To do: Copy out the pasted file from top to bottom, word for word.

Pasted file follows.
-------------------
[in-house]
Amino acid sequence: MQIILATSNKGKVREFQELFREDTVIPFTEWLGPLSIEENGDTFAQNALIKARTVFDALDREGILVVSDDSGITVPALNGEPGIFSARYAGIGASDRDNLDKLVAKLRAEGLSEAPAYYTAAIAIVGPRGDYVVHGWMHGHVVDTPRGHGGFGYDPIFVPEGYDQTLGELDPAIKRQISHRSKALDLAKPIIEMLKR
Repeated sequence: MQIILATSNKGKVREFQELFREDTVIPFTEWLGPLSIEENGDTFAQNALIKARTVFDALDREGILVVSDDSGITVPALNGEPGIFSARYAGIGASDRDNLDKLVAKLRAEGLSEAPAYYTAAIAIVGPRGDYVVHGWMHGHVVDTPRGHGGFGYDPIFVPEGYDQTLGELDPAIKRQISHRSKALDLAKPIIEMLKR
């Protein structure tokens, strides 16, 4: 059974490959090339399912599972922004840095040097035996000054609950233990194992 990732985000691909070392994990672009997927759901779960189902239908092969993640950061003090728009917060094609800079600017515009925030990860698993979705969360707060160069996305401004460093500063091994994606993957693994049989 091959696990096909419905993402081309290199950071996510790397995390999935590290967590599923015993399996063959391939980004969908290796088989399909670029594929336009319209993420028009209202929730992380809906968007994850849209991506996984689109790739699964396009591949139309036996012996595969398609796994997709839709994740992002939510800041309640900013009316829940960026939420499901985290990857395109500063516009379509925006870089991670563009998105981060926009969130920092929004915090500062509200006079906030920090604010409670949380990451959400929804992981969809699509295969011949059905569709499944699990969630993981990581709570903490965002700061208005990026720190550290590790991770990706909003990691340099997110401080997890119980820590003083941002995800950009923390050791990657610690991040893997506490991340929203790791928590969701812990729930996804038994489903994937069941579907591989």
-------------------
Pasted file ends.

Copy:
[in-house]
Amino acid sequence: MQIILATSNKGKVREFQELFREDTVIPFTEWLGPLSIEENGDTFAQNALIKARTVFDALDREGILVVSDDSGITVPALNGEPGIFSARYAGIGASDRDNLDKLVAKLRAEGLSEAPAYYTAAIAIVGPRGDYVVHGWMHGHVVDTPRGHGGFGYDPIFVPEGYDQTLGELDPAIKRQISHRSKALDLAKPIIEMLKR
Repeated sequence: MQIILATSNKGKVREFQELFREDTVIPFTEWLGPLSIEENGDTFAQNALIKARTVFDALDREGILVVSDDSGITVPALNGEPGIFSARYAGIGASDRDNLDKLVAKLRAEGLSEAPAYYTAAIAIVGPRGDYVVHGWMHGHVVDTPRGHGGFGYDPIFVPEGYDQTLGELDPAIKRQISHRSKALDLAKPIIEMLKR
């Protein structure tokens, strides 16, 4: 059974490959090339399912599972922004840095040097035996000054609950233990194992 990732985000691909070392994990672009997927759901779960189902239908092969993640950061003090728009917060094609800079600017515009925030990860698993979705969360707060160069996305401004460093500063091994994606993957693994049989 091959696990096909419905993402081309290199950071996510790397995390999935590290967590599923015993399996063959391939980004969908290796088989399909670029594929336009319209993420028009209202929730992380809906968007994850849209991506996984689109790739699964396009591949139309036996012996595969398609796994997709839709994740992002939510800041309640900013009316829940960026939420499901985290990857395109500063516009379509925006870089991670563009998105981060926009969130920092929004915090500062509200006079906030920090604010409670949380990451959400929804992981969809699509295969011949059905569709499944699990969630993981990581709570903490965002700061208005990026720190550290590790991770990706909003990691340099997110401080997890119980820590003083941002995800950009923390050791990657610690991040893997506490991340929203790791928590969701812990729930996804038994489903994937069941579907591989």